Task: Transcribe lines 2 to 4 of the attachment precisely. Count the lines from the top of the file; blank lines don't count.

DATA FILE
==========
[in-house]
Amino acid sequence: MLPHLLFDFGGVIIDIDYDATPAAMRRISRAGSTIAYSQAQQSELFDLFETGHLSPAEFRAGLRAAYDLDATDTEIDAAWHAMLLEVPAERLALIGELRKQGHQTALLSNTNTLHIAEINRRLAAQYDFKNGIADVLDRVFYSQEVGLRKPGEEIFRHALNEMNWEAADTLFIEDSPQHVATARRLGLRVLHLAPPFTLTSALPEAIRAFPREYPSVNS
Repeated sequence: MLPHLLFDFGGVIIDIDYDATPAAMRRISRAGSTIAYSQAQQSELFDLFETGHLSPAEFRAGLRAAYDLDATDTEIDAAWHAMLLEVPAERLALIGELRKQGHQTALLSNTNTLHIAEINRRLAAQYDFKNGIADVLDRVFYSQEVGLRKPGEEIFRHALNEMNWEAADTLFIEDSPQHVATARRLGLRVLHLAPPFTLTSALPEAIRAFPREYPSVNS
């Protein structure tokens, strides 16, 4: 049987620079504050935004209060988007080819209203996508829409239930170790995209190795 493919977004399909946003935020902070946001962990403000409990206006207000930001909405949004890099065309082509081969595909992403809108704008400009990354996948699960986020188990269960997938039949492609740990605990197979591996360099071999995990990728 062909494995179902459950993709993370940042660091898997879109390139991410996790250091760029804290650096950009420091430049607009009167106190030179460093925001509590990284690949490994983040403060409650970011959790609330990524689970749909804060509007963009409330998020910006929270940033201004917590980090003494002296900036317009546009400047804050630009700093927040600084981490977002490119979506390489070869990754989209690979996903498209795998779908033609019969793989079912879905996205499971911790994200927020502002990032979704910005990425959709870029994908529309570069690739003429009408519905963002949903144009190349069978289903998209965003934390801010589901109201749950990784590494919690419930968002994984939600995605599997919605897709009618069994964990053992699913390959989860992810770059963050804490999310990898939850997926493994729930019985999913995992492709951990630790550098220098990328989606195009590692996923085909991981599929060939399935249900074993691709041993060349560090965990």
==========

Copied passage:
Amino acid sequence: MLPHLLFDFGGVIIDIDYDATPAAMRRISRAGSTIAYSQAQQSELFDLFETGHLSPAEFRAGLRAAYDLDATDTEIDAAWHAMLLEVPAERLALIGELRKQGHQTALLSNTNTLHIAEINRRLAAQYDFKNGIADVLDRVFYSQEVGLRKPGEEIFRHALNEMNWEAADTLFIEDSPQHVATARRLGLRVLHLAPPFTLTSALPEAIRAFPREYPSVNS
Repeated sequence: MLPHLLFDFGGVIIDIDYDATPAAMRRISRAGSTIAYSQAQQSELFDLFETGHLSPAEFRAGLRAAYDLDATDTEIDAAWHAMLLEVPAERLALIGELRKQGHQTALLSNTNTLHIAEINRRLAAQYDFKNGIADVLDRVFYSQEVGLRKPGEEIFRHALNEMNWEAADTLFIEDSPQHVATARRLGLRVLHLAPPFTLTSALPEAIRAFPREYPSVNS
């Protein structure tokens, strides 16, 4: 049987620079504050935004209060988007080819209203996508829409239930170790995209190795 493919977004399909946003935020902070946001962990403000409990206006207000930001909405949004890099065309082509081969595909992403809108704008400009990354996948699960986020188990269960997938039949492609740990605990197979591996360099071999995990990728 062909494995179902459950993709993370940042660091898997879109390139991410996790250091760029804290650096950009420091430049607009009167106190030179460093925001509590990284690949490994983040403060409650970011959790609330990524689970749909804060509007963009409330998020910006929270940033201004917590980090003494002296900036317009546009400047804050630009700093927040600084981490977002490119979506390489070869990754989209690979996903498209795998779908033609019969793989079912879905996205499971911790994200927020502002990032979704910005990425959709870029994908529309570069690739003429009408519905963002949903144009190349069978289903998209965003934390801010589901109201749950990784590494919690419930968002994984939600995605599997919605897709009618069994964990053992699913390959989860992810770059963050804490999310990898939850997926493994729930019985999913995992492709951990630790550098220098990328989606195009590692996923085909991981599929060939399935249900074993691709041993060349560090965990």